Illustration 11 -AA Newsletter of 1953

The year after Dad's death in 1975, I was fortunate to be able to re-visit the Sisters in their home territory. This came about courtesy of a letter from Noel Myers (Mrs. Raymond Myers), then of 27 Kimberlin Drive, Brockport, N.Y. In the letter, penned in a strong writing style with Palmer Method structure still evident, Noel thanked me for the check for my reservations to the Centennial Dinner for the School of the Nativity of the Blessed Virgin Mary. She informed me that Sister Lucida would be attending but that Sister Florentia could not attend as she was by then a patient at the Infirmary at the Mother House in Pittsford, New York. Noel had called the Mother House to see if I could visit Sister Florentia there and in her letter to me of May 11, 1976, I was told that Sister "will be expecting you." Noel also told me that my request that the organist play "Bring Flowers of the Fairest" at the Mass for the 100th anniversary occasion had been passed along to the lady organist. My memory is that it was not played but "O Sanctissima" was played at the Offertory. "Bring Flowers..." had been a great favorite during my stay at the school and Noel Myers seconded that sentiment in her letter.

If pressed, I do not know whether "Bring flowers..." or "O Captain, My Captain..." would be my favorite from those days in Parochial School. The Sisters constantly brought beautiful words to our attention. We sang, we recited, we read.

Before arriving at this wonderful 1976 celebration in Brockport, I stopped in Pittsford N.Y. at the Motherhouse of the Sisters of St. Joseph. I had brought two of my boys along to keep me company and to give them an insight on a great era for Catholic education, an education which some of my older children had enjoyed depending on what part of the U.S. we lived in when they were of age. The two children that came with me on that trip were John, number five, and Vinnie, eighth and last. Both were well over six feet tall when we headed from western Massachusetts to Pittsford, New York, located on the eastern fringe of Rochester.

The 320 mile drive from Springfield was uneventful and we arrived at the Infirmary at the Motherhouse in good time. The Sister's habits were still being worn. A smiling, young Sister at the Reception Desk welcomed us. Yes, we could go right up to see Sister Florentia as the staff had known of our coming and all was in readiness. "Just one matter, Mr. Dailey, that you may not have been made aware of. Sister has not known anyone for a few years although she is in reasonably good physical health. Go right up to her room." I was a little uneasy, not having thought out a protocol for this kind of meeting. I had not seen this lady for over 40 years.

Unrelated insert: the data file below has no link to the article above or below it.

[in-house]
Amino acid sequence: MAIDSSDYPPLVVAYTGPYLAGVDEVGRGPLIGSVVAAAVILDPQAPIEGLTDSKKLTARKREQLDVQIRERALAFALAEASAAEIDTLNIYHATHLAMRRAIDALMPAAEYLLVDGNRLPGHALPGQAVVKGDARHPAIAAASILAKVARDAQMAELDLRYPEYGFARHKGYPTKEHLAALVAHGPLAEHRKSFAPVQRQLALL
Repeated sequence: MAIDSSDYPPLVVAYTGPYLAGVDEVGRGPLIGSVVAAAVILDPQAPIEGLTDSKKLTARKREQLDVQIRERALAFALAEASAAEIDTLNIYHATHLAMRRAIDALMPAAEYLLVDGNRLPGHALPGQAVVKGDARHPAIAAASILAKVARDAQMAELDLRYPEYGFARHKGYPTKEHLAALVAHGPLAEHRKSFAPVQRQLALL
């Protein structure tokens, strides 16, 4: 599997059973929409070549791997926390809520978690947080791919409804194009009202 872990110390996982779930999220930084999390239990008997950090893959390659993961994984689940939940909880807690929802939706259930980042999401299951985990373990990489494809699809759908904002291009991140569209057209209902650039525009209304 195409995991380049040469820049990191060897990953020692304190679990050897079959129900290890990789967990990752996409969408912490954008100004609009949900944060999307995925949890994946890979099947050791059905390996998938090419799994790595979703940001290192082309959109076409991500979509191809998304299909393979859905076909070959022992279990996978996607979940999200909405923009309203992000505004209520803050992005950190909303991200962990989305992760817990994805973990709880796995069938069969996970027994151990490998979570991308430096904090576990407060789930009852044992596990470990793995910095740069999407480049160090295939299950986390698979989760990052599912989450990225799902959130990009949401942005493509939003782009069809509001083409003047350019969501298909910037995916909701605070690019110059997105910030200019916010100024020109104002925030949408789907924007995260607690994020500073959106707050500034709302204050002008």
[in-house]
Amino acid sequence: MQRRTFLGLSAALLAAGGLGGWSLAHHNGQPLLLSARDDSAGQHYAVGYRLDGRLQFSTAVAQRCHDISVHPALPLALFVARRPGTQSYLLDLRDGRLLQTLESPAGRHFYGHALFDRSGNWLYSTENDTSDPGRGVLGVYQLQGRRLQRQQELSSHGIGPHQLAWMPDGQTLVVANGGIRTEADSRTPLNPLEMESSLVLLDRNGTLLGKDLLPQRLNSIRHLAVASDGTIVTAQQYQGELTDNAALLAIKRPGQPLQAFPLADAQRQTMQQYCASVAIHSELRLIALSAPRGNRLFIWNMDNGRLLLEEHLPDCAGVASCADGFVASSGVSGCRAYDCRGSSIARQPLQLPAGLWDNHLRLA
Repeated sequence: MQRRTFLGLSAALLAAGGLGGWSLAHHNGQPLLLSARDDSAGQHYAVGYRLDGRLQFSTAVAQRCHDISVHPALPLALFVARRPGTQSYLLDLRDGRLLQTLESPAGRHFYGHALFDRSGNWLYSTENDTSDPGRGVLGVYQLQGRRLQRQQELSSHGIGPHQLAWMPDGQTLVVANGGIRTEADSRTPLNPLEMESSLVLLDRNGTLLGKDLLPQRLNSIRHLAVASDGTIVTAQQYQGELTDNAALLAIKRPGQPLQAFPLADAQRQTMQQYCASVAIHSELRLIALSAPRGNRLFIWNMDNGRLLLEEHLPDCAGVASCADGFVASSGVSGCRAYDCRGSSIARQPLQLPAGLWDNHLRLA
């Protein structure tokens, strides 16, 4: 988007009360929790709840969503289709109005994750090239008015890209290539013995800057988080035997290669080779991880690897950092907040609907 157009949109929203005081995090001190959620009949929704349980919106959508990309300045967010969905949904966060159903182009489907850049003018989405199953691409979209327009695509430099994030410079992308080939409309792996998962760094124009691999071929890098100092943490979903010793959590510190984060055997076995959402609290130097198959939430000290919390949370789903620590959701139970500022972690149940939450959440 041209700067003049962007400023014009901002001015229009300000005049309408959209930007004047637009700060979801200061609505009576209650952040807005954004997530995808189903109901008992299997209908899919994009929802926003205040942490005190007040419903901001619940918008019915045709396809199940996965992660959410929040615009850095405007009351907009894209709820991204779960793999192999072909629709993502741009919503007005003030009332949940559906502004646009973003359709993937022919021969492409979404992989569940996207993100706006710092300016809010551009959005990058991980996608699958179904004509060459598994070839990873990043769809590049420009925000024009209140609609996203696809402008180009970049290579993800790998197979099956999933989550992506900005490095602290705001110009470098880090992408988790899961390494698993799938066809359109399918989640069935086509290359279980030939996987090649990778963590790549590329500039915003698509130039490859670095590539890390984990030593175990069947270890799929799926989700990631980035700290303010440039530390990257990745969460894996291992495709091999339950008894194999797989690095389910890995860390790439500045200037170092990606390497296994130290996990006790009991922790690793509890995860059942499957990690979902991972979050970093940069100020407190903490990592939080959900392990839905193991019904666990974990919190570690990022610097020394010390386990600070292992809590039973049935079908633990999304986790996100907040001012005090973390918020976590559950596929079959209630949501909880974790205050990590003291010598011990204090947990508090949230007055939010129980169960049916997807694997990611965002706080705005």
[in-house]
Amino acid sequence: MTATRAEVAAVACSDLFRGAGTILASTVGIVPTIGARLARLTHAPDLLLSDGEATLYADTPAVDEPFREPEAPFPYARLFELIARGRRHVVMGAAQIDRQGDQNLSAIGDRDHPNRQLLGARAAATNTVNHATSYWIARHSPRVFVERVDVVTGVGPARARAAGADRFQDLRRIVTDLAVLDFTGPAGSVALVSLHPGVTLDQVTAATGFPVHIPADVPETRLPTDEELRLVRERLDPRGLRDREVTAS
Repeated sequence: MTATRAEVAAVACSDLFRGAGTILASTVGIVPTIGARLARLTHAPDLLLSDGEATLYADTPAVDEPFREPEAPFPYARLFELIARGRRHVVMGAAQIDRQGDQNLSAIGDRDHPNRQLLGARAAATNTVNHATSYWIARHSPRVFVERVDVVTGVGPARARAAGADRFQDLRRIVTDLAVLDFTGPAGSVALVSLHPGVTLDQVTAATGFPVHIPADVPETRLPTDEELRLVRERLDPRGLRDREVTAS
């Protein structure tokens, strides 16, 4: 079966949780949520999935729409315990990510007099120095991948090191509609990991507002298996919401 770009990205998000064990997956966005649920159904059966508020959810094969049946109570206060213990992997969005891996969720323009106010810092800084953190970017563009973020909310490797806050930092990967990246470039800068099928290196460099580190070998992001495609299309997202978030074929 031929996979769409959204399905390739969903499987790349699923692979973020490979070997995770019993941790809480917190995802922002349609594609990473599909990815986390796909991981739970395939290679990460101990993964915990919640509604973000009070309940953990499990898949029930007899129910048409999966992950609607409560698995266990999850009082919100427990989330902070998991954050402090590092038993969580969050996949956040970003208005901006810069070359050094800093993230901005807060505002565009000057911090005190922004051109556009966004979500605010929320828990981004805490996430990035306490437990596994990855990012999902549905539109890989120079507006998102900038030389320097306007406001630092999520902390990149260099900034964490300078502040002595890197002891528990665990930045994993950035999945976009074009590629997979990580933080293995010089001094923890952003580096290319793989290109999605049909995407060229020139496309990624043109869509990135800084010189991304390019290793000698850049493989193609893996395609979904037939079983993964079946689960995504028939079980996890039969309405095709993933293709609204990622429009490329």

We walked into her room. Immaculate, as was she in a modified habit suitable for a bed patient to receive visitors. Her head was on a puffed up pillow so that she was not fully reclining. She looked just like the Sister Florentia that I had come to love and to respect. I began a monologue about auto travel and weather (it was a beautiful day in spring) and her eyes opened slightly and fell upon my sons. I could see that there was no glimmer of recognition of these strange boys but blessedly no hint of alarm in her gaze. Finally, I moved the subject toward someone we both had known. "Sister", I said, "Do you remember Father Krieg?" I had used the "magic word" to borrow from an early television show.

"Frank", she said, "He was no good!" With that, the dialogue began at a furious pace. She had worked so hard to give every pupil a chance to learn and to increase their confidence that they could learn. Father had consistently failed to acclaim or even acknowledge the effort along this line. He directed that she stick to a policy of rigid number evaluations based on day by day school recitation and examination without regard to an individual's family background or living environment. Father wanted no unpleasant discussions with the civil authorities, one of whom actually countersigned every BVM school certificate of advancement before it took effect in the New York State education system. (I have my sister's eighth grade graduation certificate in 1935 and mine from 1932, both countersigned by the appointed state official of that period.) Sister told me of her repeated efforts to get her Superior in the Sisters of St. Joseph in Rochester to assign her to another parish school. Looking at the record, Sister Florentia served just three years in Brockport, two of them covering my last four grades in school. So, her entreaties to leave were finally successful in 1933, a year after I had left for high school.